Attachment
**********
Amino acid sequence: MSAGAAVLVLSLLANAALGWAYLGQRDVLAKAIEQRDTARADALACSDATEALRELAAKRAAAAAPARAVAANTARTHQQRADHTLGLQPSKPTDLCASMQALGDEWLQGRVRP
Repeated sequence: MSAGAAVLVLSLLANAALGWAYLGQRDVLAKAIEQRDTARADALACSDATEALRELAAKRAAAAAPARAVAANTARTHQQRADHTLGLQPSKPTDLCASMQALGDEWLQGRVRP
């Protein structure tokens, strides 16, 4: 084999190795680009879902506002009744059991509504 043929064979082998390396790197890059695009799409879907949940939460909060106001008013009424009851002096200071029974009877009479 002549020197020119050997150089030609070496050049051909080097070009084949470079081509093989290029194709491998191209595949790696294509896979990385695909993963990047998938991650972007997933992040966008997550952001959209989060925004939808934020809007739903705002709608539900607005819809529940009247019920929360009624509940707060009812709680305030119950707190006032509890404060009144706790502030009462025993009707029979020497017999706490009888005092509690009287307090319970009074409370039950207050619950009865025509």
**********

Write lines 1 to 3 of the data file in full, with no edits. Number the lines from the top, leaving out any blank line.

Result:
Amino acid sequence: MSAGAAVLVLSLLANAALGWAYLGQRDVLAKAIEQRDTARADALACSDATEALRELAAKRAAAAAPARAVAANTARTHQQRADHTLGLQPSKPTDLCASMQALGDEWLQGRVRP
Repeated sequence: MSAGAAVLVLSLLANAALGWAYLGQRDVLAKAIEQRDTARADALACSDATEALRELAAKRAAAAAPARAVAANTARTHQQRADHTLGLQPSKPTDLCASMQALGDEWLQGRVRP
């Protein structure tokens, strides 16, 4: 084999190795680009879902506002009744059991509504 043929064979082998390396790197890059695009799409879907949940939460909060106001008013009424009851002096200071029974009877009479 002549020197020119050997150089030609070496050049051909080097070009084949470079081509093989290029194709491998191209595949790696294509896979990385695909993963990047998938991650972007997933992040966008997550952001959209989060925004939808934020809007739903705002709608539900607005819809529940009247019920929360009624509940707060009812709680305030119950707190006032509890404060009144706790502030009462025993009707029979020497017999706490009888005092509690009287307090319970009074409370039950207050619950009865025509």